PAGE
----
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Florida couple cannot get enough of Bermuda

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Celebrated visitors: Joe and Cherie Bawduniak with their plaque from the Bermuda Tourism Authority in honour of their many visits (Photograph by Sideya Dill)

Joe Bawduniak started dreaming about Bermuda the moment he saw the ad in Time. The magazine regularly carried testimonials from frequent visitors here in the 1970s. He resolved to find out if the island lived up to the hype.

“It was everything I expected,” said Mr Bawduniak, of Naples, Florida. “My first visit was August 1975, and the water was beautiful, the beaches pristine and the people friendly and proper.”

He liked it so much he returned again and again with his four children, wife Cherie, and three grandchildren.

Last month he visited the island for the 38th time and received a special plaque from the Bermuda Tourism Authority in honour of the occasion.

“We were in Bermuda for two weeks,” Mr Bawduniak said. “Over the past 20 years we haven’t missed a year, and before that we missed very few years. We also encouraged other people to come to Bermuda.

“I tell them it’s a short trip from the East Coast of the United States, it’s people are wonderful, and the island is beautiful.”

Mr Bawduniak retired in 1988 from Praxis Biologics, the New York biotech company he and his wife helped to start. Prior to that he was employed by American pharmaceutical giant Merck & Co.

That work cemented his connection to the island, his wife said.

“Joe was responsible for providing paediatric vaccines to South Korea,” Mrs Bawduniak said. “To circumvent certain compliance requirements, he [helped establish] a temporary packaging facility in Dockyard. We had someone in Bermuda hire a group of local women to do hand-packaging of vials, with labelling shipped separately to Bermuda. This enabled us to consider Bermuda as the source of supply of the vaccine to South Korea.”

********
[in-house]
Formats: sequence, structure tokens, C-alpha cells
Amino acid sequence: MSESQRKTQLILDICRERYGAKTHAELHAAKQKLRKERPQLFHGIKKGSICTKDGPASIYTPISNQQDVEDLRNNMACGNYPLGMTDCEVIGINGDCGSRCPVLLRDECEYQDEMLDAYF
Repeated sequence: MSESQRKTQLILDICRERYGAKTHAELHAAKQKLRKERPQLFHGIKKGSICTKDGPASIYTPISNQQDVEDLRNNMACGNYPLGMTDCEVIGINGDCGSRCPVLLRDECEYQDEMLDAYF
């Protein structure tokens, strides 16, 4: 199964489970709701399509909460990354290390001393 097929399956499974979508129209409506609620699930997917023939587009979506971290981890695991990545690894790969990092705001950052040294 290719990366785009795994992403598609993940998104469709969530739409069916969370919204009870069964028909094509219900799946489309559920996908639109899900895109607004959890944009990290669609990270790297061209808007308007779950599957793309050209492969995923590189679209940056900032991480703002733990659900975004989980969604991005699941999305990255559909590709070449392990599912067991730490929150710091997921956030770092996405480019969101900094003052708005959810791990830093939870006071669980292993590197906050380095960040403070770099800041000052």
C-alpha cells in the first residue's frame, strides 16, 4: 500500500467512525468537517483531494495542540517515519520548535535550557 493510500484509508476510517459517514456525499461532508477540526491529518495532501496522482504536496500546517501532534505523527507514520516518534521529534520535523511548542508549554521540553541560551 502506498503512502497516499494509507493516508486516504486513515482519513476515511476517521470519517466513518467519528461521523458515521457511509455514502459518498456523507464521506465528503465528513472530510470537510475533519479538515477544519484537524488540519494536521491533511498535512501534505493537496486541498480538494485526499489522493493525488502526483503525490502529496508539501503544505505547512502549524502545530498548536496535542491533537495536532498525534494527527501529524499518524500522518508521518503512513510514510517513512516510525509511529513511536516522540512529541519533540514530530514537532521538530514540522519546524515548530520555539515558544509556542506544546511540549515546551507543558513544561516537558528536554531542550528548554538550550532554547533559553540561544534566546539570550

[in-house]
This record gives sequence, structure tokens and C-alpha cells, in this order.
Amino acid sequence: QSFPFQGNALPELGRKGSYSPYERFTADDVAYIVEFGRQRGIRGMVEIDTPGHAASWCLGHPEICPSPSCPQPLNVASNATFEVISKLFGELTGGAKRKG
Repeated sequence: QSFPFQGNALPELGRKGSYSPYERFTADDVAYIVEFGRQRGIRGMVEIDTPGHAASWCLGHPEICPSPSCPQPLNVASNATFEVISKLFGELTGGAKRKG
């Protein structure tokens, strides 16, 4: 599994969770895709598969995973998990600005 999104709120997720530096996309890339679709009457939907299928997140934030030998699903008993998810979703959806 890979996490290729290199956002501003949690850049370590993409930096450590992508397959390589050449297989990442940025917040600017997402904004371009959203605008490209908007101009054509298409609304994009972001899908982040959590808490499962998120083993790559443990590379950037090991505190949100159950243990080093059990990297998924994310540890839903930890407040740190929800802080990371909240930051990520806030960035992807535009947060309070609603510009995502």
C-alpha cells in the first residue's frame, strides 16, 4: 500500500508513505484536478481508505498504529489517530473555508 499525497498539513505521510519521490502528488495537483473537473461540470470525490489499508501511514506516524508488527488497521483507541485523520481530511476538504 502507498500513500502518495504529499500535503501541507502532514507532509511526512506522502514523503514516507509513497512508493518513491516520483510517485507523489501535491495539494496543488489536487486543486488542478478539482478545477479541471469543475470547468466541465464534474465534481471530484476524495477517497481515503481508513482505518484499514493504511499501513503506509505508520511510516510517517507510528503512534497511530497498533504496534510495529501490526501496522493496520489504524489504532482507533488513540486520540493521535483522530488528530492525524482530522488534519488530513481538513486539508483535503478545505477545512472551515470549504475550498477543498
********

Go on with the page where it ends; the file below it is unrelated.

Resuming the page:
The couple stayed at Munro Beach Cottages in Southampton for many years. Now that it’s closed, they call Grape Bay Cottages in Paget home while here. Their son Chris discovered the property; he and his wife Isabella are also regular visitors.

“Our funniest moment in Bermuda was one day when we were staying at Munro Beach Cottages,” said Mr Bawduniak. “I heard a knock at the door and when I answered it, an individual was holding a big box out to me, completely blocking the face of the delivery person. When I accepted the box I saw it was my son, Chris, delivering the box. He surprised me as I didn’t even know he was in Bermuda.”

Inevitably, Mr Bawduniak has seen many changes to the island. He believes that Bermuda’s drivers have gotten kinder since he first visited nearly four decades ago.

“Over the years we’ve seen the traffic wax and wane,” he said. “We ride the scooter, and we find people more helpful and courteous compared to previous years.”

He and his wife most enjoy swimming in front of their cottage at Grape Bay, and sitting off and enjoying “the beautiful view”.

Their favourite restaurant is Bolero Brasserie in Hamilton.

“They have very fine service and the food is prepared in an elegant fashion,” said Mr Bawduniak.

His sole complaint about the island is the journey here.

“The air service to Bermuda is terrible,” he said. “The airlines are not the friend of Bermuda. For us to come back, we have to go through Fort Myers, Florida to JFK in New York, stay overnight and catch a morning plane. That is two days travel and an overnight. Years ago air travel to Bermuda used to be a lot more convenient.”

One of his hobbies is flying his Cessna 185.

“I use it within the United States,” he said. “A friend well placed in aviation offered to get my fuel to Bermuda, but I don’t really want to do 600 miles over water in a single-engine plane.”

The Bawduniaks are not done with Bermuda, they hope to make their 39th visit this winter and their 40th next year.

Living the dream: Joe Bawduniak with his wife Cherie (Photograph by Akil Simmons)
In love with Bermuda: Joe Bawduniak enjoying the island for the 38th time with his wife Cherie (Photograph by Akil Simmons)